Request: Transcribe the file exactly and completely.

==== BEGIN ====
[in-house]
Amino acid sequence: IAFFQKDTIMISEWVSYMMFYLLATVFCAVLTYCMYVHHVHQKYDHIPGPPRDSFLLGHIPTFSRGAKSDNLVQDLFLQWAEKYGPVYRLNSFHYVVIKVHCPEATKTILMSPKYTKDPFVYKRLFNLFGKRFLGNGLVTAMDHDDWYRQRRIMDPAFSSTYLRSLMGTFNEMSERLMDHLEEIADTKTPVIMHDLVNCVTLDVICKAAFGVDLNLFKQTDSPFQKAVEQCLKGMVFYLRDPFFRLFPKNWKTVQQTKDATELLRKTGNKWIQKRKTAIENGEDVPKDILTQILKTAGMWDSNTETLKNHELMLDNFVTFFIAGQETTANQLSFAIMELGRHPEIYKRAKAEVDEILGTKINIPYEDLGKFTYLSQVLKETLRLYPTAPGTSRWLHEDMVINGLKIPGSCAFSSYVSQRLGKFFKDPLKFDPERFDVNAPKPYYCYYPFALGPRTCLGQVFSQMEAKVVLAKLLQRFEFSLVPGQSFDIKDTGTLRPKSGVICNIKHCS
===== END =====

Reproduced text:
[in-house]
Amino acid sequence: IAFFQKDTIMISEWVSYMMFYLLATVFCAVLTYCMYVHHVHQKYDHIPGPPRDSFLLGHIPTFSRGAKSDNLVQDLFLQWAEKYGPVYRLNSFHYVVIKVHCPEATKTILMSPKYTKDPFVYKRLFNLFGKRFLGNGLVTAMDHDDWYRQRRIMDPAFSSTYLRSLMGTFNEMSERLMDHLEEIADTKTPVIMHDLVNCVTLDVICKAAFGVDLNLFKQTDSPFQKAVEQCLKGMVFYLRDPFFRLFPKNWKTVQQTKDATELLRKTGNKWIQKRKTAIENGEDVPKDILTQILKTAGMWDSNTETLKNHELMLDNFVTFFIAGQETTANQLSFAIMELGRHPEIYKRAKAEVDEILGTKINIPYEDLGKFTYLSQVLKETLRLYPTAPGTSRWLHEDMVINGLKIPGSCAFSSYVSQRLGKFFKDPLKFDPERFDVNAPKPYYCYYPFALGPRTCLGQVFSQMEAKVVLAKLLQRFEFSLVPGQSFDIKDTGTLRPKSGVICNIKHCS